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SUNY Board votes again to close LICH

The SUNY Board of Trustees voted a second time to close Long Island College Hospital (LICH), which serves the Cobble Hill, Carroll Gardens and Brooklyn Heights communities.

However, the final hospital closure plan must be approved by the State Department of Health before going into effect.

The vote was held today, March 19, at SUNY Purchase in Westchester – 40 miles away from the hospital in question — following a State Supreme Court judge’s overturning of the previous February 6 vote on the grounds that it violated open meetings laws.

Today’s vote allowed for an hour of testimony from affected parties, who despite living and working miles away, bussed over three busloads of LICH nurses and patients through the rain to speak in defense of the 155-year-old hospital.

“I’ve used LICH and have been living here since 1965.” said Nancy Wolf of Brooklyn Heights. “Our neighborhood is being used as a scapegoat [with claims] that we’re not using the hospital. That is not true. The ER is absolutely crucial. I [took] my child there. I can’t imagine if LICH had not been there.”

According to Maribel Agosto, a nurse at LICH who grew up in the neighborhood, went to the hospital’s School of Nursing and has been working there full time for five years, administrators of SUNY Downstate — which purchased LICH in 2010 and is now calling it a financial drain — have not adequately notified patients, staff and the community about what’s going on.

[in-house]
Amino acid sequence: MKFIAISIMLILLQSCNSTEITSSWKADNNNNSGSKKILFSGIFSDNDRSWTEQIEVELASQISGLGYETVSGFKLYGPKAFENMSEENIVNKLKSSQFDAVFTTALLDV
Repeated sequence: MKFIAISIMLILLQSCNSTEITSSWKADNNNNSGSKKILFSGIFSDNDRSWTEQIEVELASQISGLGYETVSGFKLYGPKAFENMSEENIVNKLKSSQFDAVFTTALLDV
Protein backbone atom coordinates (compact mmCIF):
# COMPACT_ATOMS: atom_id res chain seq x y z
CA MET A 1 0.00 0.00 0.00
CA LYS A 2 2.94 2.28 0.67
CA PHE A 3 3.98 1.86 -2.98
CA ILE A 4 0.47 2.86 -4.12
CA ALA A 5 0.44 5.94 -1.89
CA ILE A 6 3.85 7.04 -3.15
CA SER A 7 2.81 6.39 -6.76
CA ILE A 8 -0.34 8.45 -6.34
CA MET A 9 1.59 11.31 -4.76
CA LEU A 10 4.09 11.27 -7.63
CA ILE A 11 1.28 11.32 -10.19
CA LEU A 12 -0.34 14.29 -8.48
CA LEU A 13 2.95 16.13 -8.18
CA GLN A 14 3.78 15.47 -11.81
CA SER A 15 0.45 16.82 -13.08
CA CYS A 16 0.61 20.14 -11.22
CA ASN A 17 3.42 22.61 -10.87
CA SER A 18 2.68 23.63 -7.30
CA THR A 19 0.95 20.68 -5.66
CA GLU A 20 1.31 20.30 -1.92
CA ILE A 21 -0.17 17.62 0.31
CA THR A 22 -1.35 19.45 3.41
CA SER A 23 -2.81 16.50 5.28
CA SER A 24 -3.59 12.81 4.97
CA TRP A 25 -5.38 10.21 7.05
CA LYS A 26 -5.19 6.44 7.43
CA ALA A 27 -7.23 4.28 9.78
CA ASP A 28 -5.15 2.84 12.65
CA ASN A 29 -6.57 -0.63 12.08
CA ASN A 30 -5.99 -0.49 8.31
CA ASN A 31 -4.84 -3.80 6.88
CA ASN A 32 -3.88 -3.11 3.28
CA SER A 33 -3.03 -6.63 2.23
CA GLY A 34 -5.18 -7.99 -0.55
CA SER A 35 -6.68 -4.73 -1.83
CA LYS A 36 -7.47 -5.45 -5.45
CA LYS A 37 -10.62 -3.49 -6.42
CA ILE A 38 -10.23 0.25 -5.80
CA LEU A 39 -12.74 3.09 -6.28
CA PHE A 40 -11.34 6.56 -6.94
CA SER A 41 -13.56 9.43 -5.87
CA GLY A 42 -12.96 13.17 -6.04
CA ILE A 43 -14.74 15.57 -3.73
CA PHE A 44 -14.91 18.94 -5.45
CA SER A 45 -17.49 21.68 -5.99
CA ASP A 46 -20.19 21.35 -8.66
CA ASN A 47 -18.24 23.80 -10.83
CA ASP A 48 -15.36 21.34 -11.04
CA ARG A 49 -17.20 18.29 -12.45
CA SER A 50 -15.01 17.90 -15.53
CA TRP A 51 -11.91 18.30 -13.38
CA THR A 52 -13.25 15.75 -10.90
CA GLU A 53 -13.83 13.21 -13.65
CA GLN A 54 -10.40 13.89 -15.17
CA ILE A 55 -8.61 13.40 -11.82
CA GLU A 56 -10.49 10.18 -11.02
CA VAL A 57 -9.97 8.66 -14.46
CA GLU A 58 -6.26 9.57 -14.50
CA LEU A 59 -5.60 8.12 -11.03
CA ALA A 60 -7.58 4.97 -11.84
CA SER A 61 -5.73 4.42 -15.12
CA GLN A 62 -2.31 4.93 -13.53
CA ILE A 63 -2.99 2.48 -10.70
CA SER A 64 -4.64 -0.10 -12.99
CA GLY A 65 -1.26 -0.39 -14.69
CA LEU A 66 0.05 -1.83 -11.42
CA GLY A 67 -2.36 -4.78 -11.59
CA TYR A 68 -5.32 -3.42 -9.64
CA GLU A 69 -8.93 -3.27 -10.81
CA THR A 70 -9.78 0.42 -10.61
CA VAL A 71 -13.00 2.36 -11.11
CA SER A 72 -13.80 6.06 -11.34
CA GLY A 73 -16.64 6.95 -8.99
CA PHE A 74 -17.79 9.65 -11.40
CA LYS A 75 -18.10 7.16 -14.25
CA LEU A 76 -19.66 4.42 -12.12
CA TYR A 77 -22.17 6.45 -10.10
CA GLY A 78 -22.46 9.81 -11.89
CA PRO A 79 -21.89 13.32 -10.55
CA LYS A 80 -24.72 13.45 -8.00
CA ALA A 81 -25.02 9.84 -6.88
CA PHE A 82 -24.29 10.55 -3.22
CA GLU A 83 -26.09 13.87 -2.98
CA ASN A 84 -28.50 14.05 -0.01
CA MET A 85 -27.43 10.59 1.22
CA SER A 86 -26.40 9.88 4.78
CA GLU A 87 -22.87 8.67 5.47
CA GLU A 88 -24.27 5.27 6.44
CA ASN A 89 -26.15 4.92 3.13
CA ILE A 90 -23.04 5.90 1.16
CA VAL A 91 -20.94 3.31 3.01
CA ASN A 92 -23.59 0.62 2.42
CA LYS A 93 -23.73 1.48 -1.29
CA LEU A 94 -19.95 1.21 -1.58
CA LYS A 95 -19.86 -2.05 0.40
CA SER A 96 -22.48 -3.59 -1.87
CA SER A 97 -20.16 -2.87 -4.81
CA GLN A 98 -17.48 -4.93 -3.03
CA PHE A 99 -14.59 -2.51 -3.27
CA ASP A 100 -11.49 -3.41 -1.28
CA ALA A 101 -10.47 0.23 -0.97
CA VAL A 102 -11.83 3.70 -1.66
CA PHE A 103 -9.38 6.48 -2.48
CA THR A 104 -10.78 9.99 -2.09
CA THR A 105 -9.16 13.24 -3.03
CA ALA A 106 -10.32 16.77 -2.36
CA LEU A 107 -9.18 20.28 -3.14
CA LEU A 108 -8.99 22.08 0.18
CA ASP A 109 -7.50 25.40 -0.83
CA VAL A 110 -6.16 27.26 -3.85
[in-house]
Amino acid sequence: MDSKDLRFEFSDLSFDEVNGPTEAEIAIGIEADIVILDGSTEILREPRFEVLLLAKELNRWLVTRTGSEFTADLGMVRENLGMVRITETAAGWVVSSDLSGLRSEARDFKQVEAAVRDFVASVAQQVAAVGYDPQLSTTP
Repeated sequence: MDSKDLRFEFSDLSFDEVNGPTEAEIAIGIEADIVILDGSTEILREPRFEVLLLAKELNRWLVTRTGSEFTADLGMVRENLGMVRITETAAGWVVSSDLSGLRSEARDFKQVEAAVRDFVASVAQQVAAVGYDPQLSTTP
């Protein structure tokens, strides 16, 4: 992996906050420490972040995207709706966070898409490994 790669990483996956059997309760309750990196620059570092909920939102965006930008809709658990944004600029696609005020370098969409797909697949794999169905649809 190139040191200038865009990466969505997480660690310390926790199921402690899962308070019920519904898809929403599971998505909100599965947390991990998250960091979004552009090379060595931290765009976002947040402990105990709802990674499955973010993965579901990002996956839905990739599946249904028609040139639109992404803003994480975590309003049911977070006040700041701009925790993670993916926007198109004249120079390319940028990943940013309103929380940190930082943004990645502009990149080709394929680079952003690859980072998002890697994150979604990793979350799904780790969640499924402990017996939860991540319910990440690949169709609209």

“Neither patients nor family are aware [about the planned closure]. Every day, my beds are full, over 90 percent. It seems to us that they’re targeting Brooklyn,” Agosto said. “Instead of limiting healthcare, we should be expanding.”

Now that the decision is back to the state Health Department, “we’re going to want to see some strong leadership from the governor on this issue,” said Craig Hammerman, district manager for Community Board 6.

State Senator Daniel Squadron criticized the SUNY Board of Trustee’s decision to hold the vote so far from the communities it affects, calling it “a slap in the face” that demonstrates  “a disturbing lack of transparency.”

“But we still made our voices heard — for our community and for Brooklyn [and] LICH remains open and our fight continues,” said Squadron. “It is clear that closing LICH makes no sense. DOH can and must ensure that the needs of our community and all of Brooklyn are met.”

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